Calvary is not merely an incident in the tragedy of the human race, it is the very climax and culmination of that tragedy
By FATHER THOMAS CORBISHLEY, 5.1
THERE is surely something per
plexing about our indifference to the story of the Passion as it is presented in the Gospel narrative; for that we arc lamentably indifferent few of us will deny. The most trivial newspaper paragraph about some alleged atrocity in some unknown country will stir in us at least a passing thrill of pity; nor does the repetition of horrors associated with the War stale for us their emotional appeal. And yet we can read unmoved, unresponsive, the history of the events that constitute the greatest crime and the greatest tragedy that human records contain. Why should it be so?
Possibly part of the explanation is to be found in a certain sense of unreality shrouding so much of the life and character of Our Lord. We art so conscious of the transcendent quality of His personality that we fall into a kind of monophysism, forgetting that his nerves quivered and ached as do our own, that the very perfection of His humanity meant not a lessening but an accentuation of pain, that his sublime courage is not a token of insensibility but of The triumph of the human spirit over the extreme of agony. If ever the phrase " the martyrdom of Man " meant anything, it is in Christ's Passion that it finds its truest significance And it is riot until we have brought ourselves to a realisation of this truth that we shall be able to appreciate as we should its poignancy and its inspiration.
Bond with Our Fellows
Let us begin by asking why human suffering calls out the sympathy of those who witness it or, it may be, only knows of it by hearsay? Surely it is because of that mysterious bond linking us with all our fellow-men, a bond deeper than all the divisions established by race or political faith or social condition. So real is this bond that, Where our sympathies are closely involved we actually experience a sort of physical counterpart of anothers pain, we almost feel ourselvee the searing shock of the bullet-wound, the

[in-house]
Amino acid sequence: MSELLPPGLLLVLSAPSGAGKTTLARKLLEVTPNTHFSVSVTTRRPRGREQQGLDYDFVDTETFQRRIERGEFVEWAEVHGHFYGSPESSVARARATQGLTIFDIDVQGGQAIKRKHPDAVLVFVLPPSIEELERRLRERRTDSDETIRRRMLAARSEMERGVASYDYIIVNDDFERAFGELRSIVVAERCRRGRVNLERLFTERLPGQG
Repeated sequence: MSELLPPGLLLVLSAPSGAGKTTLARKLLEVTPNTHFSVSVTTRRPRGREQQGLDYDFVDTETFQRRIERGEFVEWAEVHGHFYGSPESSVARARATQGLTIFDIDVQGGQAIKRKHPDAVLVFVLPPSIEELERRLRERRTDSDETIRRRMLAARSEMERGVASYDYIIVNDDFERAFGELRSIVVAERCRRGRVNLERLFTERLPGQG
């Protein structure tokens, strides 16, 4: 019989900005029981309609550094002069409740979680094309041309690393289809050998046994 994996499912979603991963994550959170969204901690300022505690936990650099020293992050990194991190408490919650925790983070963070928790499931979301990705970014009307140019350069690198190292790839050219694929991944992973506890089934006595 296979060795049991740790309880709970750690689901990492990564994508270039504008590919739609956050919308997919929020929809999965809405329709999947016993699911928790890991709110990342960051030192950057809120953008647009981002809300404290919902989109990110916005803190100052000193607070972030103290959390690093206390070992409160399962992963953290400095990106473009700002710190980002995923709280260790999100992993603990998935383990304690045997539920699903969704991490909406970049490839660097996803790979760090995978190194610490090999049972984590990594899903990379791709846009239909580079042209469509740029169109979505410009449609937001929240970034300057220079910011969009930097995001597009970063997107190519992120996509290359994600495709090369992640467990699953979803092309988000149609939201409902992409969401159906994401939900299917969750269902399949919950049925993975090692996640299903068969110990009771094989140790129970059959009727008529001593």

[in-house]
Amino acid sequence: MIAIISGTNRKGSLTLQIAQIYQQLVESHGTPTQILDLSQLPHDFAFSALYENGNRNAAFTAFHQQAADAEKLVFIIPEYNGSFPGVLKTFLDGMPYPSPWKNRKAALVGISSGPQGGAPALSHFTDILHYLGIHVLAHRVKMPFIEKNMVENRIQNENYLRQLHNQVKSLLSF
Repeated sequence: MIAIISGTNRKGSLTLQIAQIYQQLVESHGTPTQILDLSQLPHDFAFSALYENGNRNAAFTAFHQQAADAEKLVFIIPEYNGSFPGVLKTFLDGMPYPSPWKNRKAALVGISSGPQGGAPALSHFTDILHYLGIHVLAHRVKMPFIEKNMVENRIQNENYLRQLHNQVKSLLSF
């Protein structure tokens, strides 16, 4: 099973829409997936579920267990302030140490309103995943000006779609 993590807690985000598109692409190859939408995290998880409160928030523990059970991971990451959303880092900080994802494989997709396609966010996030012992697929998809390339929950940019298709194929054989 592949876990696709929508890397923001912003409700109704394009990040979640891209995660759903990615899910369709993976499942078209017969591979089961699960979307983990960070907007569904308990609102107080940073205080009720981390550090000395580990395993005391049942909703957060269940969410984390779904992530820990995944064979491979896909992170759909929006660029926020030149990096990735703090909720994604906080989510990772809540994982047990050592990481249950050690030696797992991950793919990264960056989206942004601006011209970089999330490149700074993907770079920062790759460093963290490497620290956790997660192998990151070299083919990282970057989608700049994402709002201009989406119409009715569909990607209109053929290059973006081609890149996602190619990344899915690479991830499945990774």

harsh edge of the bayonet. And the greater our humanity, the mole do we find ourselves affected in this way equally, The more selfish or brutalised we become, the less do we heed the sufferings of others. There comes the extreme degradation when a man can revel in the suffering of others, can take delight in inflicting it; and, at the other end of the scale, there is the sublimity that would rather suffer than cause others to suffer, that would rather suffer than see others euffering.
It is just here that we can look for one clue to a solution of the mystery of Christ's Passion. The heart of the mystery will remain withdrawn, beyond the grasp of human understanding because infinitely transcending the measure of human generosity. But at the summit of human endeavour we begin to approach the realm of the achievement of God made man. We have seen that, involved in the perfection of humanity, is a readiness to suffer in order to save others from suffering. God, infinitely above man in His perfection, is necessarily beyond
him in this sublime altruism. But, even if we could nevet rise to such heights ourselves, we are surely not incapable al appreciating the quality of such generosity.
Christ Suffers Because Man Suffers
If, then, we ask why Christ sutlers, the only answer can be, because Man suffers. And if we go further and a5k why man suffers, the only answer can be, because man would have it so. Involved in the towering pride of the creature that would refuse to acknowledge its dependence upon God, is the attempt to live a life independent of God. And the result is, inevitably, godlessness and the horrors of the world of 1943. In no academic or theoretical sense we can say with entire truth that the anguish of these years is to be traced directly to the selfish ambition, the avarice, the jealousy, the brutal degradation or the cynical in
difference of individual men. Inexorable as the law of gravity is the sequeece of suffering upon sin. And as sin has been present from the beginning, so has suffering. In one sense, the story of mankind is indeed the story of the martyrdom of Man—but it is a self-inflicted martyrdom.
And, historically, part of that martyrsic= is the story of the just man who was put to death because of the ambition, the avarice, the jealousy and the cynical indifference of others. So completely has he identified himself with our fortunes.